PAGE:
Island History


          This short history of PEI expands the “very short” history as found in my book, Paddling Prince Edward Island.  I have always found it enjoyable to have a sense of the historical background of where I was paddling or traveling.


Under the French Flag

          The history of Prince Edward Island does not begin with the 1534 Jacques Cartier visit to the Island. His captain’s journal, however, does begin the written record of European interaction with the Island. Actually, it was probably the famous explorer Samuel de Champlain who “discovered” the Island for the French Crown in 1603. Native peoples inhabited this locale long before the “white man” appeared on the scene. Around 13,000 years ago, the glacier receded and allowed for human migration of the Paleo-Indian communities to walk across the land bridge that joined present day New Brunswick and Prince Edward Island. These nomadic hunters eventually died out, and around 3500 B.C.E., the most recent migration of native inhabitants occurred, presumably traveling north from New England and other Maritime areas. Unlike their predecessors, they ate shellfish, so they were designated by historians as the “Shellfish People.”  These more recent inhabitants were the direct ancestors of the Micmac nation. It was the Micmacs that greeted the first French explorers and later, the fishermen. It was the Micmacs who allowed and helped the Europeans to settle the Island.

All one has to do is to trace the name changes of the Island to readily understand its history. England and France, the two world powers of the day, could not easily share the political and economic stages of the times. They often fought, and the military engagements within Europe always extended to the New World. Thus, as one country loomed victorious in Europe, so the balance of power in the Maritimes was tipped in the favor of the most powerful country. As the balance of power swung to England, so the French settlements of the Maritimes (Nova Scotia, New Brunswick, Prince Edward Island, and Cape Breton Island) came under increasing peril. France had settled the Maritimes earlier and the long-time inhabitants became known as Acadians, for the French Maritimes was named Acadia. Because these Acadians developed a social identity all their own, even though they spoke French, they really did not consider themselves as merely French settlers. Acadia occupied a very strategic position in the new World. The English had developed colonies to the south in New England, and France had settled New France (Quebec) to the north. The St. Lawrence River and the Gulf of St. Lawrence was the economic lifeline for the French to the open waters of the Atlantic Ocean en route to Europe and the West Indies. In addition, Acadia was the nearest land to the enormously important fishing grounds off of the Grand Banks. No wonder, Acadia and the Acadian people were in a tenuous position, poised precariously on the political seesaw of European politics.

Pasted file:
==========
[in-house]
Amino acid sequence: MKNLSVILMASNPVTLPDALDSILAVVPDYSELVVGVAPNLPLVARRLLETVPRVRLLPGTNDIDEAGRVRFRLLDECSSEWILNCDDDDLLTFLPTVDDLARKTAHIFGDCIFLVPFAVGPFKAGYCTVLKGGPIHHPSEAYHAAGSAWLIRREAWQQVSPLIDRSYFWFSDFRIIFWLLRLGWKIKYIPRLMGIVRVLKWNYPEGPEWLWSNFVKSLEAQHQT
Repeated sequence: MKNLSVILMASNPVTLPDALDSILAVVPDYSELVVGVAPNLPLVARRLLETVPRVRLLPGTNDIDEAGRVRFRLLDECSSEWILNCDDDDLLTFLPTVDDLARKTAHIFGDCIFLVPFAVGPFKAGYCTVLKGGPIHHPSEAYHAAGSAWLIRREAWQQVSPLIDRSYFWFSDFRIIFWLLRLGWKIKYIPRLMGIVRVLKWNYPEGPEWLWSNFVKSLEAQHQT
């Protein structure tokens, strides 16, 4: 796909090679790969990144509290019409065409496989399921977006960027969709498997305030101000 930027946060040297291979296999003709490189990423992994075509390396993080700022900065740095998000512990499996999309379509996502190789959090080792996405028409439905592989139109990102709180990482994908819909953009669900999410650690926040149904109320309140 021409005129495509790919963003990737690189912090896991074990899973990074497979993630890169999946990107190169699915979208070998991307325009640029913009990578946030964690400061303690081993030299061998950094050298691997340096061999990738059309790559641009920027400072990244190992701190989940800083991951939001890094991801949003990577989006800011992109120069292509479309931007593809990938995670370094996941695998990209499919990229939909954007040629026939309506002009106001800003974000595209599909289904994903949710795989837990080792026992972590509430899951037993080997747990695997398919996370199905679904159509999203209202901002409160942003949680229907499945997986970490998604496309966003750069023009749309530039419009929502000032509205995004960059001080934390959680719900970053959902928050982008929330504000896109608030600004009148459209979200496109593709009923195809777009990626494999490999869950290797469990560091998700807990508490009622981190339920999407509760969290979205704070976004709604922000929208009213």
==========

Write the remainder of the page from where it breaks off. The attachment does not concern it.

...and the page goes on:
The French were the ones who settled the Island, but their success at building a substantial colony was meager, at best. At first, they developed plans that centered on seal hunting and fishing in the Gulf of St. Lawrence, especially near the Magdalen Islands. Prince Edward Island, then known as Ile St. Jean, did not appear to hold any potential for substantive colonization. The French, generally, were much more focused on the development of Quebec and Montreal. It was not until the 1720’s that the French tried to colonize the Island in earnest. Three hundred pioneers settled at Port La Joie, which was in the area of Charlottetown Bay. Crude buildings were erected and boats were built. Soon, other French settlements on the North Shore began to develop, as did ones on the eastern side of the Island. The growth of French colonization was very mediocre for there were many physical hardships to overcome along with the backbreaking work of clearing the land for self-sufficiency. Overall, as the historian Nicolas de Jong states, the lack of success to fully colonize the Island was the result of its being perceived merely as a “resource for Louisburg [the large [enormously strategic] French fortress on Ile Royale, Cape Breton Island]. The colony was not to be considered as an end in itself.” In short, Isle de St. Jean was never a high priority for economic development. The Island’s French population, however, despite the Island’s low profile, did begin to grow in population and settlement. There was some Acadian migration to the Island all along, but the larger population movement occurred in the late 1740’s and early 1750’s after the English took possession of Acadia (present day Nova Scotia on the Bay of Fundy) and demanded that the local inhabitants take an oath loyal to the English Crown. The French authorities, on their part, actively encouraged Acadian immigration and provided incentives. In 1751, the population of Ile St. Jean was about 3000. The increased population, especially after the 1755 Acadian exodus from Nova Scotia, brought its own perilous problems. There never was enough food to feed the inhabitants, leave alone the huge influx of displaced Acadians, so the settlements increased their dependence on the importation of foodstuffs. This always caused grave anxiety on the part of the settlers. A good harvest year brought a sense of well-being and relief, but when the crops failed, there was widespread depression. Living on the Island was always difficult and insecure. Added to the basic agricultural insecurity was the anxiety caused by the military precariousness of the French. Fort Louisburg was the largest fort in North America, supposedly an impenetrable, world-class fortress. In 1745, a large war party of mainly American colonials with some English naval support, accomplished the impossible by defeating the French at Louisburg. This military feat had huge implications for the entire North American Continent. (A fascinating book that details the battles for Louisburg is The Fantastic Breed  by Leon Phillips, published by Doubleday.)